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Nemetschek Group is driving sustainability across the entire building lifecycle helping to reduce construction’s ecological footprint

The construction industry is one of the most resource-intensive sectors. Buildings and structures account for 36% of global energy consumption and nearly 40% of energy-related CO2 emissions. In addition, the construction industry is not as productive and sustainable as other industries. Of all materials used in construction, 10% are unnecessary or are wasted and 30% of all construction work is spent fixing errors. Also, 90% of all large construction projects overrun in terms of time or cost. A construction project that takes just one month longer also consumes an enormous amount of additional energy and electricity.

Energy, resources and materials can be saved during the construction process, thus making an active contribution to environmental protection. The discussion about more environmentally friendly approaches in the construction industry must therefore be not only about sustainable buildings but also about sustainable construction. Digital solutions play a decisive role. The industry has so far made too little use of the numerous possibilities that are available.

Digital construction before physical construction saves resources

The BIM Benefits Measurement Methodology from PricewaterhouseCoopers shows that digital construction prior to the physical construction and the use of modelling and virtual reality helps to identify conflicts and incorrect specifications early on in the construction process. This thereby minimises on-site rework, which in turn reduces energy consumption, carbon emissions and the amount of building materials used in the actual construction.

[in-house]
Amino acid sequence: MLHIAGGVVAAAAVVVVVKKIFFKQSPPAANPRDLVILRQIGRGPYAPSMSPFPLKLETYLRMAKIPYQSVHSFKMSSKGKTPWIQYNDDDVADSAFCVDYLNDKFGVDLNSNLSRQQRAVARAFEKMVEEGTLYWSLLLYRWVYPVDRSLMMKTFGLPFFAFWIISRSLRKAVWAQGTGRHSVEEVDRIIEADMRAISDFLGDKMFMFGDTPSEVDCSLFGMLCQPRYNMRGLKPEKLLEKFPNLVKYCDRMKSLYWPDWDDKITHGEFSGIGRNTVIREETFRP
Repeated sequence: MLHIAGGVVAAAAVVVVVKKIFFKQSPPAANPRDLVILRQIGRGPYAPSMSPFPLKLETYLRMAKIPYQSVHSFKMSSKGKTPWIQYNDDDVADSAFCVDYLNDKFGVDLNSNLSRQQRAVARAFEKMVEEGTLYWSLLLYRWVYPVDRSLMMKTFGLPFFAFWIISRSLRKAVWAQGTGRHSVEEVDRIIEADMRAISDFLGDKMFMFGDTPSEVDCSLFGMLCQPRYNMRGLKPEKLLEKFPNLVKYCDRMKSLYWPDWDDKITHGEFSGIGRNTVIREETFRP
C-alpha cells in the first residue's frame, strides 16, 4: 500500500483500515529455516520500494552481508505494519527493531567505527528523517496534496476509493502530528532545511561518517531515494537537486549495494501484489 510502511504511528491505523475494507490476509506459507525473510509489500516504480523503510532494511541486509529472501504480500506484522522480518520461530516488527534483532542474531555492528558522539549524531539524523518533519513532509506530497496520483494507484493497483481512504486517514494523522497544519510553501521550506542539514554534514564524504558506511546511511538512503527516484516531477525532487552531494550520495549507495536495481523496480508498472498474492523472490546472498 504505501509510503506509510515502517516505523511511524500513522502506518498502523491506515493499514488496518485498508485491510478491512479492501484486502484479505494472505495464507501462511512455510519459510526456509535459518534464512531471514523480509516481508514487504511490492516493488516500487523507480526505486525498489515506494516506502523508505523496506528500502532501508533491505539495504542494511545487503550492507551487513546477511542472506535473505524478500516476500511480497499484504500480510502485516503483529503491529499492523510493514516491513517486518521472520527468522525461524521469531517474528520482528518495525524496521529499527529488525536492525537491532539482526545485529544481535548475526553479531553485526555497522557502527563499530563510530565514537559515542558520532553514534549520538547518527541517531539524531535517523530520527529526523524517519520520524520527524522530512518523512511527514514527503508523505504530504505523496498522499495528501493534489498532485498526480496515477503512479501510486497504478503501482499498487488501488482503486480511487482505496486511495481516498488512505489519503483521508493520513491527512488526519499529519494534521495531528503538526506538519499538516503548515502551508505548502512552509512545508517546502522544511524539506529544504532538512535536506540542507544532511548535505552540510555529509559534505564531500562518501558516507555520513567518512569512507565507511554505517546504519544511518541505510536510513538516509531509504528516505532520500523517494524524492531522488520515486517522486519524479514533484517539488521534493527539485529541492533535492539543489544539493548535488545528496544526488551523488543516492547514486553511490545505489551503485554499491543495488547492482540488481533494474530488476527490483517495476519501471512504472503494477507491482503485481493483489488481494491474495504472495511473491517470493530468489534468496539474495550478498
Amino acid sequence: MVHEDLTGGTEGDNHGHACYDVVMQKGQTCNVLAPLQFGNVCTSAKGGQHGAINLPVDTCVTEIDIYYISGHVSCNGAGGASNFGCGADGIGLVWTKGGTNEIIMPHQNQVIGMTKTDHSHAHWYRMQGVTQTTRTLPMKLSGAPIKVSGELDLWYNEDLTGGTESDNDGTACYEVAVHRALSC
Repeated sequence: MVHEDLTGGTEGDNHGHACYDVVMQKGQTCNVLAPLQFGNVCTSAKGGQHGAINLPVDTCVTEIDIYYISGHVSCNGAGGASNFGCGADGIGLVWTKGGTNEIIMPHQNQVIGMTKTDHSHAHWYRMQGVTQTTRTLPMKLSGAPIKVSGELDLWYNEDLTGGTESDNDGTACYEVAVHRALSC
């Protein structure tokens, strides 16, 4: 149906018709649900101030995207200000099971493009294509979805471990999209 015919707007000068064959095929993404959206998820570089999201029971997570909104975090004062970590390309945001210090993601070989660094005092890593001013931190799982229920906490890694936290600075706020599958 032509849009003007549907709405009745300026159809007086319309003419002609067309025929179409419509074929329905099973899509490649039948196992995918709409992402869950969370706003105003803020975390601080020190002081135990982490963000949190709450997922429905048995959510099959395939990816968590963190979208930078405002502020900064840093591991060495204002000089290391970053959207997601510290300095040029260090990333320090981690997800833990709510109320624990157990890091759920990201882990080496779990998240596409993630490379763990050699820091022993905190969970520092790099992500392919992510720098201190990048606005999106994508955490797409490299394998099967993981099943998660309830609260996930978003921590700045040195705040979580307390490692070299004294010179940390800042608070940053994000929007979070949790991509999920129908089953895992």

With BIM or Open BIM solutions, everyone involved can work together accurately, flexibly and efficiently. Buildings are first built virtually and then in reality. This avoids budget- and resource-intensive errors and defects before the actual construction process begins. In addition, a building can be efficiently demolished even years later because its details are precisely documented.

This approach has another important advantage. Currently, many buildings from the 1980s are being converted or dismantled, yet no one knows which materials were used where and in what quantities, and this means that the dismantling process involves enormous effort. For buildings planned with BIM, the materials used are recorded digitally. Furthermore, the demolition process can even be used to extract raw materials. BIM also helps with the management of real estate because it enables rooms to be used more efficiently.

Using digital solutions, models can be checked thoroughly at an early stage in the planning process so that no cost- and material-intensive changes – are necessary. Sustainability analyses can also be carried out in this way. For example, customers can use cost and emission factors to color the model as a 3D heat map, helping them understand which parts of the design need to be reworked for sustainability.

Ecological footprint

Less raw materials, paper and energy

In addition, digital collaboration – especially in the planning phase – allows information and expertise to be shared without having to travel. This also reduces CO2 emissions.